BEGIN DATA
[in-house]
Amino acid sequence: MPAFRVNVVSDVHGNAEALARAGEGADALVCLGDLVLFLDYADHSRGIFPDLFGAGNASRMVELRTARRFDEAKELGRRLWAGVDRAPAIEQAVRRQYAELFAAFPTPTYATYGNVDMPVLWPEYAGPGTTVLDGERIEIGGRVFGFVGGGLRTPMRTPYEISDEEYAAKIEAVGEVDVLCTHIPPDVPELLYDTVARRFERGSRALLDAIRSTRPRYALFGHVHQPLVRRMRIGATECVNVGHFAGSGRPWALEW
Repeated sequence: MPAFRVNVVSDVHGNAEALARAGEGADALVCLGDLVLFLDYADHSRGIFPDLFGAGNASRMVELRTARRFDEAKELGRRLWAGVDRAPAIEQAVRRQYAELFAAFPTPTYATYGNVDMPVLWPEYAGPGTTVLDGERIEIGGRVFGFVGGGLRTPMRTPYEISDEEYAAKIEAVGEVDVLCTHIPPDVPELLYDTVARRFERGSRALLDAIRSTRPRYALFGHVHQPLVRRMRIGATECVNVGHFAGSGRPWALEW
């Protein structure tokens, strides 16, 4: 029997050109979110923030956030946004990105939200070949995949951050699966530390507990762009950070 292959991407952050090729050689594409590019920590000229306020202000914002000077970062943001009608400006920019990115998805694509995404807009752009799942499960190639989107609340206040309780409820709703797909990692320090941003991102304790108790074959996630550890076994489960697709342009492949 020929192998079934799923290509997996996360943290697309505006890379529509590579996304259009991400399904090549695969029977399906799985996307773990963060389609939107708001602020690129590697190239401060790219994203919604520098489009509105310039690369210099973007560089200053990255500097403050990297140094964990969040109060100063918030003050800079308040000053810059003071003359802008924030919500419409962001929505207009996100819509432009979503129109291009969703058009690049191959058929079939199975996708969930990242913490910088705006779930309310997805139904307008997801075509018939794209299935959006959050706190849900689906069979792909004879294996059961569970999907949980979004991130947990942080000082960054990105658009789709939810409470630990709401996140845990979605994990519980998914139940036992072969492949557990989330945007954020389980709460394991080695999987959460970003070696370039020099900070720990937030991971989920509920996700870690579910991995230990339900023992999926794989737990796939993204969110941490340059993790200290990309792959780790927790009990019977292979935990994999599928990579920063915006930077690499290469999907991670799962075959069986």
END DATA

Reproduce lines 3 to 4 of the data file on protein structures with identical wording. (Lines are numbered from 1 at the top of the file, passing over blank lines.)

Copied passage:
Repeated sequence: MPAFRVNVVSDVHGNAEALARAGEGADALVCLGDLVLFLDYADHSRGIFPDLFGAGNASRMVELRTARRFDEAKELGRRLWAGVDRAPAIEQAVRRQYAELFAAFPTPTYATYGNVDMPVLWPEYAGPGTTVLDGERIEIGGRVFGFVGGGLRTPMRTPYEISDEEYAAKIEAVGEVDVLCTHIPPDVPELLYDTVARRFERGSRALLDAIRSTRPRYALFGHVHQPLVRRMRIGATECVNVGHFAGSGRPWALEW
């Protein structure tokens, strides 16, 4: 029997050109979110923030956030946004990105939200070949995949951050699966530390507990762009950070 292959991407952050090729050689594409590019920590000229306020202000914002000077970062943001009608400006920019990115998805694509995404807009752009799942499960190639989107609340206040309780409820709703797909990692320090941003991102304790108790074959996630550890076994489960697709342009492949 020929192998079934799923290509997996996360943290697309505006890379529509590579996304259009991400399904090549695969029977399906799985996307773990963060389609939107708001602020690129590697190239401060790219994203919604520098489009509105310039690369210099973007560089200053990255500097403050990297140094964990969040109060100063918030003050800079308040000053810059003071003359802008924030919500419409962001929505207009996100819509432009979503129109291009969703058009690049191959058929079939199975996708969930990242913490910088705006779930309310997805139904307008997801075509018939794209299935959006959050706190849900689906069979792909004879294996059961569970999907949980979004991130947990942080000082960054990105658009789709939810409470630990709401996140845990979605994990519980998914139940036992072969492949557990989330945007954020389980709460394991080695999987959460970003070696370039020099900070720990937030991971989920509920996700870690579910991995230990339900023992999926794989737990796939993204969110941490340059993790200290990309792959780790927790009990019977292979935990994999599928990579920063915006930077690499290469999907991670799962075959069986």